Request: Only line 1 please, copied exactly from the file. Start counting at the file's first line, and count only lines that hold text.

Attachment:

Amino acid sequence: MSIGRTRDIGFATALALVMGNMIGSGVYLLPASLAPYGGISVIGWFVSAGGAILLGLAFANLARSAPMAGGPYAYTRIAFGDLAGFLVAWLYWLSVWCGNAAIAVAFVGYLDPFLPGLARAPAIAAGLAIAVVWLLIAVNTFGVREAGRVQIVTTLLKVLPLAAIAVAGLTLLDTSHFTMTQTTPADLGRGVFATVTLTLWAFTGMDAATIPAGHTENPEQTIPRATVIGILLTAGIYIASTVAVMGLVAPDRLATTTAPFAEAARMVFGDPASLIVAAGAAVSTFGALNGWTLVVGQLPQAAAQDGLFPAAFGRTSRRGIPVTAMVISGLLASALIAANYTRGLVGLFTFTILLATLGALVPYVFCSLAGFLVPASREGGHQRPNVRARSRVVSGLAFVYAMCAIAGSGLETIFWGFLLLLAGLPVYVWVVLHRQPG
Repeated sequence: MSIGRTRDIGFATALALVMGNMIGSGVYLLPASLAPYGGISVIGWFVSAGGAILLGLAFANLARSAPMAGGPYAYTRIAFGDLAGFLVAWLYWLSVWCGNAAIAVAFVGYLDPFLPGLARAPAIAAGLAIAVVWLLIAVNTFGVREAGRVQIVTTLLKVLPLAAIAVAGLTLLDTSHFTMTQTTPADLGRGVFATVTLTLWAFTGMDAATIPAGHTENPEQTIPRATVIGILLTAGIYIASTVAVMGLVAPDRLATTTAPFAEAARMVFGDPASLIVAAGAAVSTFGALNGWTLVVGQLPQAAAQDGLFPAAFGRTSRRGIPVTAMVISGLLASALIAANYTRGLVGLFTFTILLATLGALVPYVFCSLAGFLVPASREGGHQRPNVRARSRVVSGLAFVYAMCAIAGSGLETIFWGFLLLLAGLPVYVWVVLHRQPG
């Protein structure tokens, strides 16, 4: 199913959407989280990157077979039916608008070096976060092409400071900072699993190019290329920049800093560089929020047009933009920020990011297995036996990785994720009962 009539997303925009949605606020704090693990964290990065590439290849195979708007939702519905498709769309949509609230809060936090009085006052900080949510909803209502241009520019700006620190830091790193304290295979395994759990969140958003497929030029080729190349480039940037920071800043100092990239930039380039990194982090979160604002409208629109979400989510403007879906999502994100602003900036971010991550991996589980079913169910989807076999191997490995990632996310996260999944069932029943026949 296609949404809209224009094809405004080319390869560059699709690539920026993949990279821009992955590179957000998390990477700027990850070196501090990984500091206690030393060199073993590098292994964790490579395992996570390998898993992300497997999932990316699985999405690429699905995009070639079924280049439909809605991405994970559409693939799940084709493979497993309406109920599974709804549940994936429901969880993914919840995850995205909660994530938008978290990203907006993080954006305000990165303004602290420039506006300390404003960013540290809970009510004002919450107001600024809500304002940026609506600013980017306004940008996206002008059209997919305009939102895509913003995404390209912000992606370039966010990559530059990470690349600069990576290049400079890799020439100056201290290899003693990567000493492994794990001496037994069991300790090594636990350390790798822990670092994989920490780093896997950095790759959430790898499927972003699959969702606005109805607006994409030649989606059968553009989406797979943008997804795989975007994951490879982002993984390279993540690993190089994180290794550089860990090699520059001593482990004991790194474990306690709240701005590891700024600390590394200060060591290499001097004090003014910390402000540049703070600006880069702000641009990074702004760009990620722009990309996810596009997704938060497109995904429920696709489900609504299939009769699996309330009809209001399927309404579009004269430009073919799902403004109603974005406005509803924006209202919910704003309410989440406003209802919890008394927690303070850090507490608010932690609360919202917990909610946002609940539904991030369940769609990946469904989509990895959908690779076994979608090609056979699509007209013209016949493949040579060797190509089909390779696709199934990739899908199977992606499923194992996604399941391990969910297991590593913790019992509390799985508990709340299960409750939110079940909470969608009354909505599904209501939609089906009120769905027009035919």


Amino acid sequence: MSIGRTRDIGFATALALVMGNMIGSGVYLLPASLAPYGGISVIGWFVSAGGAILLGLAFANLARSAPMAGGPYAYTRIAFGDLAGFLVAWLYWLSVWCGNAAIAVAFVGYLDPFLPGLARAPAIAAGLAIAVVWLLIAVNTFGVREAGRVQIVTTLLKVLPLAAIAVAGLTLLDTSHFTMTQTTPADLGRGVFATVTLTLWAFTGMDAATIPAGHTENPEQTIPRATVIGILLTAGIYIASTVAVMGLVAPDRLATTTAPFAEAARMVFGDPASLIVAAGAAVSTFGALNGWTLVVGQLPQAAAQDGLFPAAFGRTSRRGIPVTAMVISGLLASALIAANYTRGLVGLFTFTILLATLGALVPYVFCSLAGFLVPASREGGHQRPNVRARSRVVSGLAFVYAMCAIAGSGLETIFWGFLLLLAGLPVYVWVVLHRQPG